Florida Atlantic University remains and apparently always will be the worst place in America to go to college.
The latest incident of ridiculous awfulness at FAU once again involves communications professor James Tracy, who speculated on his personal blog, Memory Hole, that Monday’s mass shooting at the Washington Navy Yard could have been an elaborate hoax.
The incident involved a shooter, Aaron Alexis, who gunned down 12 people in a murderous rampage before police officers shot and killed him.
In his latest blog entry, Tracy suggests in a series of vignettes that the shooting might have been staged by unnamed forces.
“Witnesses have been documented stating that evacuation drills were known to have been taking place at the Navy Yard in the lead-up to the September 16 shooting event,” Tracy writes.
The tenured professor also suggests that the abundance of photos and video captured at the scene by a throng of media outlets may have been skillfully edited to show nonexistent carnage.
Tracy’s blog isn’t affiliated with FAU. School officials have stressed that they do not endorse their employee’s point of view.
The wackadoodle professor and a one-time union leader is well-known known for his bizarre conspiracy theories.
After the April 15 Boston Marathon bombings, Tracy took to his blog question official accounts of the terror attack, arguing that the amount of damage captured on video cannot be reconciled with the homemade bombs that authorities say caused the damage. (RELATED: Professor calls Boston Bombings ‘mass casualty drill’)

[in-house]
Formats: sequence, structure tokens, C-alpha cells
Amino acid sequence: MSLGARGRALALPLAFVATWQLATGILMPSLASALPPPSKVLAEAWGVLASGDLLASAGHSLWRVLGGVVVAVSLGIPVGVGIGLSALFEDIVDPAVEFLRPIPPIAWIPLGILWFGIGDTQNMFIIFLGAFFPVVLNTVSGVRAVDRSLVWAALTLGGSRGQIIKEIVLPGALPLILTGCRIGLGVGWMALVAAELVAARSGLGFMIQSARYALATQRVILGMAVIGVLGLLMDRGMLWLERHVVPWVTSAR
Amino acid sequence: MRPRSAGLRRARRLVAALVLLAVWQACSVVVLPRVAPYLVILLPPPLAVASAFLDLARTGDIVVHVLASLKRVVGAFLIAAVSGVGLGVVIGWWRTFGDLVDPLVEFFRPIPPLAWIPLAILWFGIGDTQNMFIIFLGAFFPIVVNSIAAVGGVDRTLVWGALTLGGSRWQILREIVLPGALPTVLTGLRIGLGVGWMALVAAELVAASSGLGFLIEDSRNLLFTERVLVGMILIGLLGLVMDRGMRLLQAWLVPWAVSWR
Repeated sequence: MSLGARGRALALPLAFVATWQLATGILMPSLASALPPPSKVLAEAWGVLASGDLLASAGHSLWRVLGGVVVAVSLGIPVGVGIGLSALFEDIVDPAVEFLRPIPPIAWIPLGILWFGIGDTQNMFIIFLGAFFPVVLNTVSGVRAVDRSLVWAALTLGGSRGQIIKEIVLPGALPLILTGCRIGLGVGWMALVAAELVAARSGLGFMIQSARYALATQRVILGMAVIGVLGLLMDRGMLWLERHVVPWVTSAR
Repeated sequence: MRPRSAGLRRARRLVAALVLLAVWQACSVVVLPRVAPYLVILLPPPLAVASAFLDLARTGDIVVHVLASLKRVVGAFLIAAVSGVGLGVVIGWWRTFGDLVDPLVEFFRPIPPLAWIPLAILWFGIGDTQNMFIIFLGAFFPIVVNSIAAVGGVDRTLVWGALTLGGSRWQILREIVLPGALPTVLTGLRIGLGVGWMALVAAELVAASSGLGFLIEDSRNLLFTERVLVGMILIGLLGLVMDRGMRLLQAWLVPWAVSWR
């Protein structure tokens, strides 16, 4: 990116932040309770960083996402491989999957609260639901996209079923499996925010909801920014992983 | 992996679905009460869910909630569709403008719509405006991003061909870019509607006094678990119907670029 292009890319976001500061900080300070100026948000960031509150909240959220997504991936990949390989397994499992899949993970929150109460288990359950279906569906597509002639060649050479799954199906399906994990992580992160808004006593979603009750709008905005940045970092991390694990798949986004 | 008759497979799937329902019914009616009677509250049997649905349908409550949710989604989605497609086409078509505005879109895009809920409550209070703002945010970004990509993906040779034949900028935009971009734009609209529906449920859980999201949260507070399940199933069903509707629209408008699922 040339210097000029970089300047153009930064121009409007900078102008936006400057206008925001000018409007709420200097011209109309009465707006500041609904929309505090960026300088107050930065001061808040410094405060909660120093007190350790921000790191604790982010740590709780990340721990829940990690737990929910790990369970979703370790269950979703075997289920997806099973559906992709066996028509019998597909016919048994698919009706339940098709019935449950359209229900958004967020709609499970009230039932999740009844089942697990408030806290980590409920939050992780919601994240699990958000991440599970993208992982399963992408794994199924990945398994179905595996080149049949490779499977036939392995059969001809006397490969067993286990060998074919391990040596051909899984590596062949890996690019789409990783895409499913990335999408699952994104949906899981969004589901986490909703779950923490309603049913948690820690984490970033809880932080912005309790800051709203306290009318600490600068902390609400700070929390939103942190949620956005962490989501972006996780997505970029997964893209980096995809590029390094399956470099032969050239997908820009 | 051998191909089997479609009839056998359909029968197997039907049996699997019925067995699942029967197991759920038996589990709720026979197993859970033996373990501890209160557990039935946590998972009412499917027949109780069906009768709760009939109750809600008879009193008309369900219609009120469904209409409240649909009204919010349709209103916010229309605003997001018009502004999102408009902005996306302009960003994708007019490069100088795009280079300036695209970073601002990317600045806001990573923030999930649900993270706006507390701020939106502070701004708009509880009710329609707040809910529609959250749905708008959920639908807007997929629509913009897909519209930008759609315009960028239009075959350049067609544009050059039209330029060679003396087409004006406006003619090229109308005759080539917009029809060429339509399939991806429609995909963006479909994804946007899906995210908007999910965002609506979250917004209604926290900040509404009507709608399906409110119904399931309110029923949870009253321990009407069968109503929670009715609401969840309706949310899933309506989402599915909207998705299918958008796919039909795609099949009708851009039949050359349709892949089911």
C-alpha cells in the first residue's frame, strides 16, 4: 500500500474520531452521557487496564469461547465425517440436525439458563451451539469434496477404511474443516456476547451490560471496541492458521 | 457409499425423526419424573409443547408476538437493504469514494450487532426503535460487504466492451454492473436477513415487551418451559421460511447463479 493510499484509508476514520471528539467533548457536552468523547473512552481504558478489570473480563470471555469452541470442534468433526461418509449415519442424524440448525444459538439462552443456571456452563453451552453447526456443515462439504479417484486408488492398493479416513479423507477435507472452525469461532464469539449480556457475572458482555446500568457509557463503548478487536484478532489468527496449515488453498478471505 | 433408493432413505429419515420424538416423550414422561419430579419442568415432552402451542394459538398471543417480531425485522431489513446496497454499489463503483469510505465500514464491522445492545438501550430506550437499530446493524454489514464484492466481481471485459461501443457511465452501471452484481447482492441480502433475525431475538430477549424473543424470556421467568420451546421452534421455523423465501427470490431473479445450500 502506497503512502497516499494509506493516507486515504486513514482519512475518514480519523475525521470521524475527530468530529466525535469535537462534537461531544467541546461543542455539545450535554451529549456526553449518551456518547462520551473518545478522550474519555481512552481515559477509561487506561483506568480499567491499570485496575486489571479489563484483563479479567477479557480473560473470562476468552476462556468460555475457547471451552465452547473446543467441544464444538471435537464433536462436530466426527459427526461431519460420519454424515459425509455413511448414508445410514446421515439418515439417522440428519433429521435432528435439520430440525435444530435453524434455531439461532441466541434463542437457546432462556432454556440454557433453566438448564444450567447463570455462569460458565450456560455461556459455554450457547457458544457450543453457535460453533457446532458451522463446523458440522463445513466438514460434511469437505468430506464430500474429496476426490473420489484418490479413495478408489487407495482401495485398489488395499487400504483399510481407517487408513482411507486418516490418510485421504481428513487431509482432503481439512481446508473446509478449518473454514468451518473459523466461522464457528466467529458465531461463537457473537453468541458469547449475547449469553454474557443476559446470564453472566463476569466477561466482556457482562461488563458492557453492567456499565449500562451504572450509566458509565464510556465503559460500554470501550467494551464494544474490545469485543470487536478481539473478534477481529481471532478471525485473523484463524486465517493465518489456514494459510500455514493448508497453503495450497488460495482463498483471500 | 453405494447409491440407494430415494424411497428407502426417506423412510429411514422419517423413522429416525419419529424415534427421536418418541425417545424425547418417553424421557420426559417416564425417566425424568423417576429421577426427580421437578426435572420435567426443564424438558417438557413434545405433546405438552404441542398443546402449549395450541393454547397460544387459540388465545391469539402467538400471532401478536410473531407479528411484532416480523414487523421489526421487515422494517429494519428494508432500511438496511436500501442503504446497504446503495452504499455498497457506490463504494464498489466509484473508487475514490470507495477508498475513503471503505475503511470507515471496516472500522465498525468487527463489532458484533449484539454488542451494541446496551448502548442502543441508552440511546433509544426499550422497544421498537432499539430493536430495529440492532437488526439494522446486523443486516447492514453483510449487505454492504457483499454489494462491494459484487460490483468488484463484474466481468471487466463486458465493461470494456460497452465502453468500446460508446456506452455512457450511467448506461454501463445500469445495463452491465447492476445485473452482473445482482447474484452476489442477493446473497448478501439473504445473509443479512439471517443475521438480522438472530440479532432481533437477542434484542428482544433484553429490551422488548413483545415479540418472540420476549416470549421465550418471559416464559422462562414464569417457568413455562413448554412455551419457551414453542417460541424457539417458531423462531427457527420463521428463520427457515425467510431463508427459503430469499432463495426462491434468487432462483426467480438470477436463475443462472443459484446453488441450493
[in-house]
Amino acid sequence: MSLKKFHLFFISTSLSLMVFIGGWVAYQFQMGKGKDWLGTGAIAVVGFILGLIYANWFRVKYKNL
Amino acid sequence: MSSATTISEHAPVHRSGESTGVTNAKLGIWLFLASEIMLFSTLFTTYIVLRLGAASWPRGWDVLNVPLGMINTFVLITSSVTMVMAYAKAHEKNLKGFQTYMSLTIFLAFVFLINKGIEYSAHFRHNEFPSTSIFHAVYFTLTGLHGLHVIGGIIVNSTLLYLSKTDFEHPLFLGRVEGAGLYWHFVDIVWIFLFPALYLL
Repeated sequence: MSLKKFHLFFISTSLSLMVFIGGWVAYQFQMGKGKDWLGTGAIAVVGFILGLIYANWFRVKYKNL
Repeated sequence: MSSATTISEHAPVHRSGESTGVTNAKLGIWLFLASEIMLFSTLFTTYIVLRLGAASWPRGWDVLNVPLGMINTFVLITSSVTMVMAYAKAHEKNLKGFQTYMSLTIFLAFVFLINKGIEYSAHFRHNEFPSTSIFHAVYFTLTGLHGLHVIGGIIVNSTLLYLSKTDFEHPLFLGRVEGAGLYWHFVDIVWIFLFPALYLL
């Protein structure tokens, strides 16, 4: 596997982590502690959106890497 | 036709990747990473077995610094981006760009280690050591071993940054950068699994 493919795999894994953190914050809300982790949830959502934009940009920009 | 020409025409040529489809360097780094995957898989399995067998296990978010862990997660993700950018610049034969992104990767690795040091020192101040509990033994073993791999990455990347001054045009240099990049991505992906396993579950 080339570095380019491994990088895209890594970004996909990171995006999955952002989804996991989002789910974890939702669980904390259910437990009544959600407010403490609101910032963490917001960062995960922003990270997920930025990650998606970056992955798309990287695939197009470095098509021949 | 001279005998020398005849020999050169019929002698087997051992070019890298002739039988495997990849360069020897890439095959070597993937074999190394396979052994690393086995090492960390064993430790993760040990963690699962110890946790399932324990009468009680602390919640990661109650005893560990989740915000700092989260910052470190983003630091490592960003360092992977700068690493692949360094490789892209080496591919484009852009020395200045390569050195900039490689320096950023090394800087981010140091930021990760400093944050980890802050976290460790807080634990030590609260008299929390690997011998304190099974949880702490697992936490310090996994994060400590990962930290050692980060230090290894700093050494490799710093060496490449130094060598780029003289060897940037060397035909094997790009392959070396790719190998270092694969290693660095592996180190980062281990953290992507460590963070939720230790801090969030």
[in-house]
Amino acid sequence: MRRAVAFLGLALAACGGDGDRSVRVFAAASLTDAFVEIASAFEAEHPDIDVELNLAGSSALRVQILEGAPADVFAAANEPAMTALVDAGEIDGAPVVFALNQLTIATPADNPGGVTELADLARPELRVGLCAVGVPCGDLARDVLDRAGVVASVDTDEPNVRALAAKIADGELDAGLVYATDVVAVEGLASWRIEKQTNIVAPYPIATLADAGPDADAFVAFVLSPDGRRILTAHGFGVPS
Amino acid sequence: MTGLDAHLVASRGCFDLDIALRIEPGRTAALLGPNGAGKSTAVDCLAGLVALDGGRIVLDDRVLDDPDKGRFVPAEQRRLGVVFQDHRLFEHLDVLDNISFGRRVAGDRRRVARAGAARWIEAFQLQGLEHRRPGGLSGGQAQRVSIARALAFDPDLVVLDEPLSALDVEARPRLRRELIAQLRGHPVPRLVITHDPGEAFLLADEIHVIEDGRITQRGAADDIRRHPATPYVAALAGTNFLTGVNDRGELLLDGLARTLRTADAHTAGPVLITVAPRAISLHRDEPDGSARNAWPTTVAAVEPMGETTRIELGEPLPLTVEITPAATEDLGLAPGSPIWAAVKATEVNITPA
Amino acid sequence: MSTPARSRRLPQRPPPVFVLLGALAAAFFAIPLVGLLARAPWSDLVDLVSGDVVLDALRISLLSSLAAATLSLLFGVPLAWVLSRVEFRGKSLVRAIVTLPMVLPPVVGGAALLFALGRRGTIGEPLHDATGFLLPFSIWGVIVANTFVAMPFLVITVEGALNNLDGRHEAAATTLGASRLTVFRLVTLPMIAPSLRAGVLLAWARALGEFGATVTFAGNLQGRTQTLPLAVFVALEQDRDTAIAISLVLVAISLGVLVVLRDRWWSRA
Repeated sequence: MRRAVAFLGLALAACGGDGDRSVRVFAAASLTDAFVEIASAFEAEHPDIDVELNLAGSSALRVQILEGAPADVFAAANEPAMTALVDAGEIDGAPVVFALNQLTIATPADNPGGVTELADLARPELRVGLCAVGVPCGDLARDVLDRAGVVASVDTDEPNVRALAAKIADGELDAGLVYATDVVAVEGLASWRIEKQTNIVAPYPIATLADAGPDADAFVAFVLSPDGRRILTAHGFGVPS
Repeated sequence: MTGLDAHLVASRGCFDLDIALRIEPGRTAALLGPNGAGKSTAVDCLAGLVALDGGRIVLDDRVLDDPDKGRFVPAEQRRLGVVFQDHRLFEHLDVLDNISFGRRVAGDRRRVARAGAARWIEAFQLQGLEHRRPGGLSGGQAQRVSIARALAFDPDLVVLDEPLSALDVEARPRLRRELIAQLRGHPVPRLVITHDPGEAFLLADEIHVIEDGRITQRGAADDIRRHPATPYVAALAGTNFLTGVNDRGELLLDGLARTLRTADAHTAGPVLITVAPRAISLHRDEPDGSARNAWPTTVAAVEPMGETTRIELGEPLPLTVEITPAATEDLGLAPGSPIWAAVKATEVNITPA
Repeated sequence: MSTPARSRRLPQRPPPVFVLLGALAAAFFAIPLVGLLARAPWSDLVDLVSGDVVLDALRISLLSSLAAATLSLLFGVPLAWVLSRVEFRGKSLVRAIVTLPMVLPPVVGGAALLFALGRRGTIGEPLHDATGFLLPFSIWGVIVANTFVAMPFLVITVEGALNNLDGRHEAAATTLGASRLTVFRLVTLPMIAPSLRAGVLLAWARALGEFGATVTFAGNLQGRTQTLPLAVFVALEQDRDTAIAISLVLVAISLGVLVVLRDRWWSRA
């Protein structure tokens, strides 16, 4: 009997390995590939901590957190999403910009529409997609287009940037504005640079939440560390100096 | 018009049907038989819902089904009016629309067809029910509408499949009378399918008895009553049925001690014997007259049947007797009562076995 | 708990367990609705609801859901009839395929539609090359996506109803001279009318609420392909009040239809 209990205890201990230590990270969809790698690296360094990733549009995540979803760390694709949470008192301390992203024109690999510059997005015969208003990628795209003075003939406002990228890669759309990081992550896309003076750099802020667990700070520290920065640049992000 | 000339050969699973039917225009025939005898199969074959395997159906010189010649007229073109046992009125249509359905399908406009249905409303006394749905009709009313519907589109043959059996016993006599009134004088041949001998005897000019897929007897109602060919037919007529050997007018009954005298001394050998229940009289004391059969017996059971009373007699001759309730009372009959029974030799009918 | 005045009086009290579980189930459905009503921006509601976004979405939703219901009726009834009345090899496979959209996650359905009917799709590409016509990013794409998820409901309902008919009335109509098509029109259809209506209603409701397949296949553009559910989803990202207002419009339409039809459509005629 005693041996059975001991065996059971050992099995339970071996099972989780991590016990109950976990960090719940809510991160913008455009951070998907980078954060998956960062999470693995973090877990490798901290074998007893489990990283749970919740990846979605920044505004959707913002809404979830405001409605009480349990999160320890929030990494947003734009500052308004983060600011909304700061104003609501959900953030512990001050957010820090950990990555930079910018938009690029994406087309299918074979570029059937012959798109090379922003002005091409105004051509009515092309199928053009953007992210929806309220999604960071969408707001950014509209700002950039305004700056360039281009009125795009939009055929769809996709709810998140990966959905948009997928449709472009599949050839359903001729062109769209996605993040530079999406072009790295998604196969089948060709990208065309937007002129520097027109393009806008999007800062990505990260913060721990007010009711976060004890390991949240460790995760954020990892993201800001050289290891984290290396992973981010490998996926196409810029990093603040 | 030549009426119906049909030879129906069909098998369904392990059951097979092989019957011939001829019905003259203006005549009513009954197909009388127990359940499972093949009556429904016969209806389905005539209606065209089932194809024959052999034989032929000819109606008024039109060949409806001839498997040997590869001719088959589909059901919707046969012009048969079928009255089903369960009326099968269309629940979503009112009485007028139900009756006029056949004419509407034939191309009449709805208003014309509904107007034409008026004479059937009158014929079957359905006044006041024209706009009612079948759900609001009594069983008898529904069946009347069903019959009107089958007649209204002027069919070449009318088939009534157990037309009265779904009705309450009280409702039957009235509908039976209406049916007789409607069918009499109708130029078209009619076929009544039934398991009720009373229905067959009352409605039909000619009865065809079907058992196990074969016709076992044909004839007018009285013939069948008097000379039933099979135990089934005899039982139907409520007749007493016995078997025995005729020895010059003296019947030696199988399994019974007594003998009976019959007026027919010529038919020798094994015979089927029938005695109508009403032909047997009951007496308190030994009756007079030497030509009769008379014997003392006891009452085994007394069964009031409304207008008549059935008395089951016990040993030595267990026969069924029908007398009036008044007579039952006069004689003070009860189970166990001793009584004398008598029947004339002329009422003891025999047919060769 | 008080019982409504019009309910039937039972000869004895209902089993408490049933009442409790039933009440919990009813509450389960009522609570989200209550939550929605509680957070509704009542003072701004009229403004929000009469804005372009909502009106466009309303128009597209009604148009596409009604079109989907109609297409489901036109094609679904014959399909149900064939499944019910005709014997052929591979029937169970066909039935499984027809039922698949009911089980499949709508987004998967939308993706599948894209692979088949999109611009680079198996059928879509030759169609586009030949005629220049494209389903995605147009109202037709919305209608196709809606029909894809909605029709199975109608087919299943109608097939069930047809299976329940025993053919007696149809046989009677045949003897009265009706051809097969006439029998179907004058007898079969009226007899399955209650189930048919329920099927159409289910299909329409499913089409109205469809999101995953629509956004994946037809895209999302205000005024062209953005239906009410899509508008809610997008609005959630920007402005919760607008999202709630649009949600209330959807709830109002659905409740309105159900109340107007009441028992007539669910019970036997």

In an April 23 posting entitled “Witnessing Boston’s Mass Casualty Event,” the nutty professor asserted that “photographic evidence of the event suggests the possibility of play actors getting into position after the detonation of what may in fact have been a smoke bomb or similarly benign explosive.”
Back in December, Tracy advocated conspiracy theories about the Dec. 14 massacre at Sandy Hook Elementary School. (RELATED: Public university professors join ranks of Sandy Hook conspiracy theorists)
“As documents relating to the Sandy Hook shooting continue to be assessed and interpreted by independent researchers, there is a growing awareness that the media coverage of the massacre of 26 children and adults was intended primarily for public consumption to further larger political ends,” Tracy wrote concerning the Sandy Hook massacre.
While Tracy is persistent source of humiliation for FAU, he is arguably the least of FAU’s recent woes.